Week FOUR: Mothers from Hell

June 1, 2015 § Leave a comment

Last session was our most exhilarating and polemic to date. After some consideration, we started our discussion with Lee Edleman’s No Future (to which a few of us read the whole fucking book instead of the clearly noted chapter on the schedule) to set the stage. We found that this text provides a polarized model with which to work. It presents a *somewhat* impossible project whereby the notion and/or practice of “queerness” (referenced repeatedly in fairly broad terms) is used to oppose opposition. While Edleman often equates queerness with other activities that are outside of sex, we were not willing to assume that it is something to be appropriated if one does not (or not yet) self-identify as queer. We also noted how the possibility of queer resistance is quite estranging as it is solely told through the purview of the male. We began to think how closely related Edleman’s “queerness” could be paralleled alongside “lesbianism” as a political position, which was mentioned in the first two texts we encountered this project.

How does “queerness,” then, complicate or gloss over racialized and marked bodies as painfully considered by Hortense Spillers’ Mama’s Baby, Papa’s Maybe: An American Grammar Book? The transmission of trauma as experienced by the flesh of the slave onto living (and strangled) black bodies necessitates a chronology. We feel like this text shatters Edleman’s argument. On the transference of affect that sits thick in classrooms, streets, bedrooms (etc.), don’t you dare say fuck Quvenzhané Wallis. First pronounce her name properly.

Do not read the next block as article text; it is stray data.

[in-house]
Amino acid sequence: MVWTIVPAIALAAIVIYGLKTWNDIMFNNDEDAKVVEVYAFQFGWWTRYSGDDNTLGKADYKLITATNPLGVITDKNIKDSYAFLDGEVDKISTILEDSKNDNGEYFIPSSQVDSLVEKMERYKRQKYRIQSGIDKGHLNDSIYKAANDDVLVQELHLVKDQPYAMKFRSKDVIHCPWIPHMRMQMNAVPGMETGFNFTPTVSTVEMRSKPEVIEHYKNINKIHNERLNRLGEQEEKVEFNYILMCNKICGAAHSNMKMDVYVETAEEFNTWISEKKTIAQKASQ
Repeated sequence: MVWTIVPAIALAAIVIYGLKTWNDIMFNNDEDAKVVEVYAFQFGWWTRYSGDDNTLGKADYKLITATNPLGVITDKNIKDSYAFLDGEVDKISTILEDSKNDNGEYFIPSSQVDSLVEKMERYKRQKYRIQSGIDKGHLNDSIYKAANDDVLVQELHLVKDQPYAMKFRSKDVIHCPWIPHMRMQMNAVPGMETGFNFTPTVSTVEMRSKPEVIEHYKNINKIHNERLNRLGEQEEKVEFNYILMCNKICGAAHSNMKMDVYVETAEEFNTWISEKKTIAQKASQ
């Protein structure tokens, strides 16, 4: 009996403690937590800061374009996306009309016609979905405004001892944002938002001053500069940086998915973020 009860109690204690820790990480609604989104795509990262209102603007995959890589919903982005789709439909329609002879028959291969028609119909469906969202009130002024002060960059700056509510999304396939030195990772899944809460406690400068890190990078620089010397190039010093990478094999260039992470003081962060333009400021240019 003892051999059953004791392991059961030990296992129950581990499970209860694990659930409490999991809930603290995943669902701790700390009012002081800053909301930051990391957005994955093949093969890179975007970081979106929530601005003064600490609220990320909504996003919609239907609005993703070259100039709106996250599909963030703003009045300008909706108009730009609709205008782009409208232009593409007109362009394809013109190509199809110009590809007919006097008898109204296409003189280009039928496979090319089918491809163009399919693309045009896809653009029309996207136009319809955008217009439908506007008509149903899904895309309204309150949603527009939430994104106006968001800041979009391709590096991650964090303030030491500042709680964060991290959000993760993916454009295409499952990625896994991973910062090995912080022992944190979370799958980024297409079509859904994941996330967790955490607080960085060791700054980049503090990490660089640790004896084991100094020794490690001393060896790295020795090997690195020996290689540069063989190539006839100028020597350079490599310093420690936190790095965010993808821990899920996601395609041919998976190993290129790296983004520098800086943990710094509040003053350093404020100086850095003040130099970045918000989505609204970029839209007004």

While the project description ends with a one-liner on finding a way to have relationships with our mothers, in all seriousness, we have to pose this question: how do we reconcile our mothers’ past experiences of trauma and their material conditions with how that trauma projects onto us? And, considering we’re all bad mothers-in-training, how do we reconcile the necessity of futurity for any political project, with our desire to “never have babies.”

Now we’re onto jealousy and/or casual sex.

Jenny Diski – “Body Work” from The Sixties

Emma Goldman – “Jealousy: Causes and a Possible Cure”

Lauren Berlant and Michael Warner – Sex in Public

When: Wednesday, June 3 @ 8pm. See email for address.

Love and solidarity,

D&A

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